At Miami store, no more 'beat up' customers
F&I managers do car deals; profits, satisfaction rise
Finance and insurance managers typically earn a living based on profits generated in the F&I office, or the back end of a dealership's business. They rarely get a portion of the gross profits from vehicle sales, or the front end.
So when Jay Rivchin's general sales manager suggested that Rivchin start paying his F&I managers a commission off the profits generated on both ends of his store's retail business, he was surprised.
"I've been in the business 30 years now. I have never thought of paying any finance manager a percentage of what we call the sales gross profit," says Rivchin, owner of Dadeland Dodge-Chrysler-Jeep in Miami. "I was very skeptical about it."
But he agreed to revamp his process with the goal of speeding up the average customer's transaction time and improving profits. He implemented the changes about seven months ago.
F&I managers are now responsible for the gross profits from both vehicle sales and F&I and handle vehicle purchase negotiations with customers as well as financing. They also get a cut of both to motivate them.
Rivchin saw positive results almost immediately, he says. Profits on both ends of the business rose as did customer satisfaction scores. And the total time a customer spends buying a car was slashed in half.
Salespeople, who already were paid a percentage of gross profits from vehicle sales and F&I, made more, too, as profits on both grew by double digits. And they no longer had to bear the burden of the negotiation process.
"It's so much easier for them than hiking back and forth to the sales manager's desk," says Lemay Martin, Dadeland's general sales manager. "Also, a lot of dealerships today are getting a lot of salespeople who aren't trained and aren't ready to go into the field. By doing this, it gets a customer in front of a person who is ready for them."
Ground up, shuffled
Dadeland sells about 1,800 new and used cars a year. Under the old sales process, a customer would spend at least four hours in the dealership from start to finish when buying a car, says Greg Travaline, the store's general manager.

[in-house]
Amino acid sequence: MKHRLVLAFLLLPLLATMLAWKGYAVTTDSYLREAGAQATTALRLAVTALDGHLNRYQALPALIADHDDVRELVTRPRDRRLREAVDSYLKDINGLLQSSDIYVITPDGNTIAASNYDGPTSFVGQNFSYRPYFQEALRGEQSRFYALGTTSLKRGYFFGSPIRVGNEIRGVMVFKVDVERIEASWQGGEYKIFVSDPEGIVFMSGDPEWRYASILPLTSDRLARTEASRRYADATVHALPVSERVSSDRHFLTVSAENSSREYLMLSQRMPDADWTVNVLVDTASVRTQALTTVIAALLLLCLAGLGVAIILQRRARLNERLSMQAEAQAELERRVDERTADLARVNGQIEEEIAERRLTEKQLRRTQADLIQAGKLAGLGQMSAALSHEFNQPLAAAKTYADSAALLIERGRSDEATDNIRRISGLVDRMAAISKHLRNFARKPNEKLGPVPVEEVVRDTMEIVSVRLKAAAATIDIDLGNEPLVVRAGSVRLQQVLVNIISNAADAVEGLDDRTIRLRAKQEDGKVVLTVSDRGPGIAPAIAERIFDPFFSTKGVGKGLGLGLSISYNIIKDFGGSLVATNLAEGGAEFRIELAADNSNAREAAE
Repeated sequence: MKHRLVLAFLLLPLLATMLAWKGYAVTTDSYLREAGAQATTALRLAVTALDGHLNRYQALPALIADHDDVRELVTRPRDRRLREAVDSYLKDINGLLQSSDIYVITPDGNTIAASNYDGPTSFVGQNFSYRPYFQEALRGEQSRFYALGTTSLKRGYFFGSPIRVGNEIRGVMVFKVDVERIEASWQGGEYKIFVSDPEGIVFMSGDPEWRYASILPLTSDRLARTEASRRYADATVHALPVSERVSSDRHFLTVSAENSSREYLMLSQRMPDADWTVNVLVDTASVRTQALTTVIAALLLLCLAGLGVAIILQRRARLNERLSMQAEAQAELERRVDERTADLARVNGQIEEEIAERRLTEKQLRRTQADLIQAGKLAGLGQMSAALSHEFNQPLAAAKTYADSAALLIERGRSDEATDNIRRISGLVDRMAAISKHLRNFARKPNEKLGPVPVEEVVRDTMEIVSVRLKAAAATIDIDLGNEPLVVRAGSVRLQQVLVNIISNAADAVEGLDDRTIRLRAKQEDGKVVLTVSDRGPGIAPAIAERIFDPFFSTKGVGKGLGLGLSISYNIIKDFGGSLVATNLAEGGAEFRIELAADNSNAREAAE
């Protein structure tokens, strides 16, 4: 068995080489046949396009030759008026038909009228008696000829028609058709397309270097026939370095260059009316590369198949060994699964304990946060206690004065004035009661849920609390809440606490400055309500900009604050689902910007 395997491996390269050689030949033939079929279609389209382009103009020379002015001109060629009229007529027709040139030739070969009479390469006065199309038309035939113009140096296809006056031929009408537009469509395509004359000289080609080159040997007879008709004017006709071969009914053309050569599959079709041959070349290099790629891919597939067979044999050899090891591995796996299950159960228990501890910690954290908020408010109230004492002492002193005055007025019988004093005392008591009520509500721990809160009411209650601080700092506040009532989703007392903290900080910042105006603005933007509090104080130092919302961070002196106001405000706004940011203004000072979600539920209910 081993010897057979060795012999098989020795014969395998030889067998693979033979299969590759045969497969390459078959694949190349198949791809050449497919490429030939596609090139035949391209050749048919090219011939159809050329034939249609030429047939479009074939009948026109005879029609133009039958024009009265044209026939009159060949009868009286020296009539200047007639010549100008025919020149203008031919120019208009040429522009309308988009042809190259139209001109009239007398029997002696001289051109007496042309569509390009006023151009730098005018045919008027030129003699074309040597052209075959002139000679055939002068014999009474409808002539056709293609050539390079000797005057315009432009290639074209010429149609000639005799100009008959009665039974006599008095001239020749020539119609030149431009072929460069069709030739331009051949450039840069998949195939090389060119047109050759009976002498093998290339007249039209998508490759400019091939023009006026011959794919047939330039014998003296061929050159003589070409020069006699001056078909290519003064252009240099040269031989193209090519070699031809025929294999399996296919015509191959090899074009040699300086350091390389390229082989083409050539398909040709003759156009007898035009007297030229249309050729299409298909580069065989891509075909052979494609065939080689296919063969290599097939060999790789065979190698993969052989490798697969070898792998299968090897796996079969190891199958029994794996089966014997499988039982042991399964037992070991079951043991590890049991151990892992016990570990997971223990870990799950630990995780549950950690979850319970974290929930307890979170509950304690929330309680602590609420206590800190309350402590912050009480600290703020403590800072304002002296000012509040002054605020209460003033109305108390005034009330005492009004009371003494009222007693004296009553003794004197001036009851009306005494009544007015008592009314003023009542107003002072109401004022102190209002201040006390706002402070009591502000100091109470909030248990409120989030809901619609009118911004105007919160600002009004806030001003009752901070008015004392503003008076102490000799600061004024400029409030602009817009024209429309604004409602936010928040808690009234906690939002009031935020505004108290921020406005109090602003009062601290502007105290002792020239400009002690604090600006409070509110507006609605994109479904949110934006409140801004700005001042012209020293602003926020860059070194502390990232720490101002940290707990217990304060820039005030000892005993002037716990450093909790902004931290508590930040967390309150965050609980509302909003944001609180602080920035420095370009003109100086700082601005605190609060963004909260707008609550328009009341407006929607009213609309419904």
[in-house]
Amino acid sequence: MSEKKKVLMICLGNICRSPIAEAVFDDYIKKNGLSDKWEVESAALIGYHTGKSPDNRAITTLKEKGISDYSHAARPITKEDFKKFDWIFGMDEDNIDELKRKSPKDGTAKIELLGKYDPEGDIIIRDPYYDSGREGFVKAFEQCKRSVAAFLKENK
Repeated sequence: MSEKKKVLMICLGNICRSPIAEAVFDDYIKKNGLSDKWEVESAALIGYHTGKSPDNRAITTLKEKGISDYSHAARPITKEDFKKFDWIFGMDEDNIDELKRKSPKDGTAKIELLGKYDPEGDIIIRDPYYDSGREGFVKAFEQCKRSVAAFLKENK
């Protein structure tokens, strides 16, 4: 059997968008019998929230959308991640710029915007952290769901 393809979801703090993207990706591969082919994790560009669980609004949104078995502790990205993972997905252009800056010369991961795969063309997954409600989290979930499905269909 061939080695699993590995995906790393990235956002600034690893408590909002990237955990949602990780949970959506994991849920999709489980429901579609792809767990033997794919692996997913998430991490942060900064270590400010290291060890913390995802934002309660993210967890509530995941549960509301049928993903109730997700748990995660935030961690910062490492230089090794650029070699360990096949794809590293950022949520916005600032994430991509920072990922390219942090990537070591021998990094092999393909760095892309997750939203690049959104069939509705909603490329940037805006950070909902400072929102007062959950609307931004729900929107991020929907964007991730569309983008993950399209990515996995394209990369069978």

That's because the salesperson went back and forth with the sales manager to structure a deal, Travaline says. Customers would be offered four options using various down payment amounts. Once the exhausted customer was within $20 of the desired monthly payment, he or she was shuffled into the F&I office, Travaline says.
"They got ground up and beat up for a while. Sometimes it took 30 to 45 minutes going back and forth before we came to an agreement," Travaline says. "And different people would come and talk to the customer. We had to speed this up."
That's when Dadeland's Martin, who has a finance background, had an idea: Let the F&I manager do all the negotiating and make the salesperson a product specialist and the one who handles the delivery. "I said: Let's give it a shot. We can always go back to the old way," Travaline says.
He adds: "It's our sharpest closer in front of them, ready to make a decision."
Now the average customer is in and out of Dadeland in two hours or less, Travaline says. But making the process a success meant tweaking the sales culture.
First, the F&I team grew to six members from three with the addition of two finance managers and a finance director, Martin says.
Then the pay plan was changed. "We started paying the finance manager on the front end, which they didn't get paid on before," Martin says.
F&I managers now earn 30 percent of their compensation off front-end profits and 70 percent off back-end profits. Salespeople get 92 to 95 percent of their pay from the front end and 5 to 8 percent from the back end.
"Because [F&I managers] are paid on the front end, they will negotiate the price well," Martin says. But he adds: "It's still up to the sales manager to take the final price or not, and he could try to get the price higher. But the customers are still dealing with the finance manager."
Since the dealership started the new process, gross profit is up 10 percent on the front end and 18 percent on the back end, Martin says.
The positive results make it worth paying F&I managers more, Rivchin says.
"We were averaging $800 a unit on F&I per vehicle revenue, and now they're raising it to $1,200. So I don't mind paying out more," Rivchin says. "Everybody's got the same objective, to sell cars. Nothing happens until we sell cars; no one makes money."
Martin says sales of F&I products have increased because a customer bonds with and trusts the F&I manager who negotiated the deal and sold him or her the car.
"Before, you'd hear customers say, 'Oh no, now we gotta go into that box and everything changes.' They were worried even before going into F&I," Martin says. "Now, there's less chance of things getting lost in translation."
Customer satisfaction scores have risen in percentile from the low 80s to the high 80s since the new sales process was established, Martin says. One survey question asks customers about their overall satisfaction with the financial arrangement made at the dealership, Martin says. On that question, the dealership's score rose by 50 percent, he says, adding: "It's a huge plus."
Martin says he will hire more F&I managers as sales grow. He says the store needs to sell 30 to 40 vehicles a month to support one F&I manager.
And the sales process itself evolves as the store strives for continual improvement, Martin says.
"All we can do is improve it more," he says. "Maybe it gets to a point where a customer is unhappy in some area. We'll see what they say, and where we can improve it."
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